5.1 Media mapping for Ogg encapsulation

This section specifies the way the Ogg media encapsulation framework is used for creating ANNODEX(TM) format bitstreams. As such, knowledge of the Ogg bitstream format as specified in the Ogg RFC[10] is presumed. Please also refer to that document for descriptions of the terms used in this document. This section describes the specific media mapping that is used for ANNODEX(TM) format bitstreams.

ANNODEX(TM) format bitstreams consist of one or more time-continuous media bitstreams and an XML annotation bitstream concurrently interleaved (in Ogg terms: multiplexed) into an Ogg bitstream. Sequential multiplexing is allowed, but can only happen with complete ANNODEX(TM) format bitstreams.

Every ANNODEX(TM) format bitstream consists of at least two logical bitstreams: the ANNODEX(TM) media mapping bitstream and the annotation bitstream that contains the "head" and the "a" tags. The bos pages of these two (in order) are followed by the bos pages of any number of media bitstreams. Then all the secondary header pages of all the media bitstreams follow, including a packet of the annotation bitstream containing the "head" tag as secondary header for the annotation bitstream. Then, the bitstream data is multiplexed in time-synchronous fashion.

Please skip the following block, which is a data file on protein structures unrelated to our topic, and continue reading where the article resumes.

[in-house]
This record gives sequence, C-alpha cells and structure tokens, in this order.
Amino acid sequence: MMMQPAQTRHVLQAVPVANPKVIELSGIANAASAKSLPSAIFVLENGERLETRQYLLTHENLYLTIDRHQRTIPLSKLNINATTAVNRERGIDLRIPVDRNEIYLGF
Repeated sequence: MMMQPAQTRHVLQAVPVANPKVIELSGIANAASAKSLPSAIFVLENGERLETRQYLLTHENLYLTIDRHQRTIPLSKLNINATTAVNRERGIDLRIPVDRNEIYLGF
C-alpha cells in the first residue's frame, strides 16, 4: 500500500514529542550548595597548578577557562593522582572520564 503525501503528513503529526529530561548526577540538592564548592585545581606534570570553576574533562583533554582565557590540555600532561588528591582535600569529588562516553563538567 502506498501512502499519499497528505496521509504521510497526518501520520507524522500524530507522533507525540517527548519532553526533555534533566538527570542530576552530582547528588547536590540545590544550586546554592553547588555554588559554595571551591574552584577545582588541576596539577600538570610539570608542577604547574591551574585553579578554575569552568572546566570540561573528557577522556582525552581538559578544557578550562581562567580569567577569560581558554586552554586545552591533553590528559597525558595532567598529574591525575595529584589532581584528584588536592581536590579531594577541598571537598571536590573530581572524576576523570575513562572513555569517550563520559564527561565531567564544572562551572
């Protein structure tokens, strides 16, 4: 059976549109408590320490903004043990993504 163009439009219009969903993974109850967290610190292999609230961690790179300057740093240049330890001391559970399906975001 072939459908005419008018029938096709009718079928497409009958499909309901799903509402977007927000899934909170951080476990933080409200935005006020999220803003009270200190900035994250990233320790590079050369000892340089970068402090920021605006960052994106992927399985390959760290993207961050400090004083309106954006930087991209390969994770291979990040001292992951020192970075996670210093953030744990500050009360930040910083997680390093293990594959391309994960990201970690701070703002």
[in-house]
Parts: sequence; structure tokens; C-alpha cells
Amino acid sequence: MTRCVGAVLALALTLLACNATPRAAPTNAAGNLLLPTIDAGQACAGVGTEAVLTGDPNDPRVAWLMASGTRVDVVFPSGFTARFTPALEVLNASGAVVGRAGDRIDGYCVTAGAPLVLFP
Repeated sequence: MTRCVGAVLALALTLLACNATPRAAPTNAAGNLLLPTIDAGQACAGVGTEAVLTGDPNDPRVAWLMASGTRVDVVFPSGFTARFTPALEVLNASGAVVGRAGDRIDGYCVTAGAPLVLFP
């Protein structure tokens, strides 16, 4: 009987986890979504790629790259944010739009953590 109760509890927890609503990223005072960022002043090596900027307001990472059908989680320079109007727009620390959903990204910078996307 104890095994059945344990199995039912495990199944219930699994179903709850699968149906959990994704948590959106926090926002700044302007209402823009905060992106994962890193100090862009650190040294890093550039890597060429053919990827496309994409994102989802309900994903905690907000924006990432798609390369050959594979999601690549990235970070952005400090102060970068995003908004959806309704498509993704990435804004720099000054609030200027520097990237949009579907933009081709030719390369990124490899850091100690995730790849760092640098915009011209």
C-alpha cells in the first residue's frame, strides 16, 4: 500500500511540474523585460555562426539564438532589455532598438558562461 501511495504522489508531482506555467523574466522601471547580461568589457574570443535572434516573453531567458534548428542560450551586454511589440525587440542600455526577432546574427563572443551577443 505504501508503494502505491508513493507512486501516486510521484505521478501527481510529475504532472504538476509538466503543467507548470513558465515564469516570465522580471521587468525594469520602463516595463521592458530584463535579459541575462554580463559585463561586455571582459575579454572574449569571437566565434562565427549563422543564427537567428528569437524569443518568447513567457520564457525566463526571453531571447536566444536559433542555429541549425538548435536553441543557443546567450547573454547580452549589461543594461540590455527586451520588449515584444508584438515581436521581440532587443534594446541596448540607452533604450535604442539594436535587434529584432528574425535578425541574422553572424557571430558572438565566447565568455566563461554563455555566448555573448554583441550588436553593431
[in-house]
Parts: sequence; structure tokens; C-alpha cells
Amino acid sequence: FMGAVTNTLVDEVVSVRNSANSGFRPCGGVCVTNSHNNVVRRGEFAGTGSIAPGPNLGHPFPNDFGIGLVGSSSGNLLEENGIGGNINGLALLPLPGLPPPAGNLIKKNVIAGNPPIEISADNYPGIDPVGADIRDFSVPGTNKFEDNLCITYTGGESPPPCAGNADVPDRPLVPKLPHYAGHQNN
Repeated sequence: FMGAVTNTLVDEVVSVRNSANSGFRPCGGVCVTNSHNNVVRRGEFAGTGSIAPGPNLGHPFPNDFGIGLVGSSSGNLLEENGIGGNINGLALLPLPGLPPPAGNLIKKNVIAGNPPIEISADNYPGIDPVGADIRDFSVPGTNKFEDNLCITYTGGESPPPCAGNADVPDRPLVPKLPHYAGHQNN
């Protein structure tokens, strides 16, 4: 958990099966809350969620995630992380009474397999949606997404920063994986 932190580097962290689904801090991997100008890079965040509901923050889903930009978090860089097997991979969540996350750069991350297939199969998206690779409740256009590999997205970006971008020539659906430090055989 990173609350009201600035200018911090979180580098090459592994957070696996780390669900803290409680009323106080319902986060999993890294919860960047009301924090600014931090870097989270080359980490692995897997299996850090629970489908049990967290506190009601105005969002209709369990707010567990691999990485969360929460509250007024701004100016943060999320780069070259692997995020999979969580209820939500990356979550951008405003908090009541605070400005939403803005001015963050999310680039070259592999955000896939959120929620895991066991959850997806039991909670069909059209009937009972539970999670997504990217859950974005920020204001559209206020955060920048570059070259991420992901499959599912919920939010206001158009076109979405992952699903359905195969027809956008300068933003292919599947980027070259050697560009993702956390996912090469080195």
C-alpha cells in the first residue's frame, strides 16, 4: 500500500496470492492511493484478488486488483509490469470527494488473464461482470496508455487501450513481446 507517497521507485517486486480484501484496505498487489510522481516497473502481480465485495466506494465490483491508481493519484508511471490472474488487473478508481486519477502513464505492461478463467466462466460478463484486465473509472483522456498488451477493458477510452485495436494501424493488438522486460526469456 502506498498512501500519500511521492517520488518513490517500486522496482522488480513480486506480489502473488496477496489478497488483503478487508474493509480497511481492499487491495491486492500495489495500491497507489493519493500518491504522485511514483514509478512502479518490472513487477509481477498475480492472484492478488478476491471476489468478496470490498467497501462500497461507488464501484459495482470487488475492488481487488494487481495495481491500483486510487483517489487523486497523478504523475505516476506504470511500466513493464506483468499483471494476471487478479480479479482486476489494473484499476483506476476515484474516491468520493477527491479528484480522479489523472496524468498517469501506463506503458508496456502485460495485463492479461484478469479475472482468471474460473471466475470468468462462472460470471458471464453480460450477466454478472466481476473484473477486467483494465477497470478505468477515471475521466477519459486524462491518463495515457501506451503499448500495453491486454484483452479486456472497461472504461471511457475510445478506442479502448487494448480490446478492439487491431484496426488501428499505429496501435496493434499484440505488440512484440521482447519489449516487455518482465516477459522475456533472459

5.2 The format of the ANNODEX(TM) media mapping bos

The ANNODEX(TM) media mapping bitstream consists only of one bos page which contains information for the complete physical bitstream. The bos page has the following format:

    0                   1                   2                   3
    0 1 2 3 4 5 6 7 8 9 0 1 2 3 4 5 6 7 8 9 0 1 2 3 4 5 6 7 8 9 0 1| Byte
   +-+-+-+-+-+-+-+-+-+-+-+-+-+-+-+-+-+-+-+-+-+-+-+-+-+-+-+-+-+-+-+-+
   | Identifier 'Annodex\0'                                        |
   +-+-+-+-+-+-+-+-+-+-+-+-+-+-+-+-+-+-+-+-+-+-+-+-+-+-+-+-+-+-+-+-+
   |                                                               |
   +-+-+-+-+-+-+-+-+-+-+-+-+-+-+-+-+-+-+-+-+-+-+-+-+-+-+-+-+-+-+-+-+
   | Version major                 | Version minor                 |
   +-+-+-+-+-+-+-+-+-+-+-+-+-+-+-+-+-+-+-+-+-+-+-+-+-+-+-+-+-+-+-+-+
   | Timebase numerator                                            |
   +-+-+-+-+-+-+-+-+-+-+-+-+-+-+-+-+-+-+-+-+-+-+-+-+-+-+-+-+-+-+-+-+
   |                                                               |
   +-+-+-+-+-+-+-+-+-+-+-+-+-+-+-+-+-+-+-+-+-+-+-+-+-+-+-+-+-+-+-+-+
   | Timebase denominator                                          |
   +-+-+-+-+-+-+-+-+-+-+-+-+-+-+-+-+-+-+-+-+-+-+-+-+-+-+-+-+-+-+-+-+
   |                                                               |
   +-+-+-+-+-+-+-+-+-+-+-+-+-+-+-+-+-+-+-+-+-+-+-+-+-+-+-+-+-+-+-+-+
   | UTC                                                           |
   +-+-+-+-+-+-+-+-+-+-+-+-+-+-+-+-+-+-+-+-+-+-+-+-+-+-+-+-+-+-+-+-+
   |                                                               |
   +-+-+-+-+-+-+-+-+-+-+-+-+-+-+-+-+-+-+-+-+-+-+-+-+-+-+-+-+-+-+-+-+
   |                                                               |
   +-+-+-+-+-+-+-+-+-+-+-+-+-+-+-+-+-+-+-+-+-+-+-+-+-+-+-+-+-+-+-+-+
   |                                                               |
   +-+-+-+-+-+-+-+-+-+-+-+-+-+-+-+-+-+-+-+-+-+-+-+-+-+-+-+-+-+-+-+-+
   |                                                               |